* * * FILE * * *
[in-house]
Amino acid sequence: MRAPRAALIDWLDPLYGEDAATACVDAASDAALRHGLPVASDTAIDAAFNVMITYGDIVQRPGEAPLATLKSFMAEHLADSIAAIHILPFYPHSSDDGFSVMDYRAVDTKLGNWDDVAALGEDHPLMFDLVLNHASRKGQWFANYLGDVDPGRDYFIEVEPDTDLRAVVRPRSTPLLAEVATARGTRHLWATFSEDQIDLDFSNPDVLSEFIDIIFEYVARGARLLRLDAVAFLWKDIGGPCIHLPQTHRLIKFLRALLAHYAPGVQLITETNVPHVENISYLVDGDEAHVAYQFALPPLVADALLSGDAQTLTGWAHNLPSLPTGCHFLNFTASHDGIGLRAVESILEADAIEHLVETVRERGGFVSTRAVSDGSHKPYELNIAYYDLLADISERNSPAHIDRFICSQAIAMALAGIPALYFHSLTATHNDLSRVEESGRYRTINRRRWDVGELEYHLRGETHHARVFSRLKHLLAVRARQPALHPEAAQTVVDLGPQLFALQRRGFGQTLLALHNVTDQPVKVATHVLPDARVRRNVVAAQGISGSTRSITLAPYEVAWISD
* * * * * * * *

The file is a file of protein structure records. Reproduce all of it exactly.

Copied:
[in-house]
Amino acid sequence: MRAPRAALIDWLDPLYGEDAATACVDAASDAALRHGLPVASDTAIDAAFNVMITYGDIVQRPGEAPLATLKSFMAEHLADSIAAIHILPFYPHSSDDGFSVMDYRAVDTKLGNWDDVAALGEDHPLMFDLVLNHASRKGQWFANYLGDVDPGRDYFIEVEPDTDLRAVVRPRSTPLLAEVATARGTRHLWATFSEDQIDLDFSNPDVLSEFIDIIFEYVARGARLLRLDAVAFLWKDIGGPCIHLPQTHRLIKFLRALLAHYAPGVQLITETNVPHVENISYLVDGDEAHVAYQFALPPLVADALLSGDAQTLTGWAHNLPSLPTGCHFLNFTASHDGIGLRAVESILEADAIEHLVETVRERGGFVSTRAVSDGSHKPYELNIAYYDLLADISERNSPAHIDRFICSQAIAMALAGIPALYFHSLTATHNDLSRVEESGRYRTINRRRWDVGELEYHLRGETHHARVFSRLKHLLAVRARQPALHPEAAQTVVDLGPQLFALQRRGFGQTLLALHNVTDQPVKVATHVLPDARVRRNVVAAQGISGSTRSITLAPYEVAWISD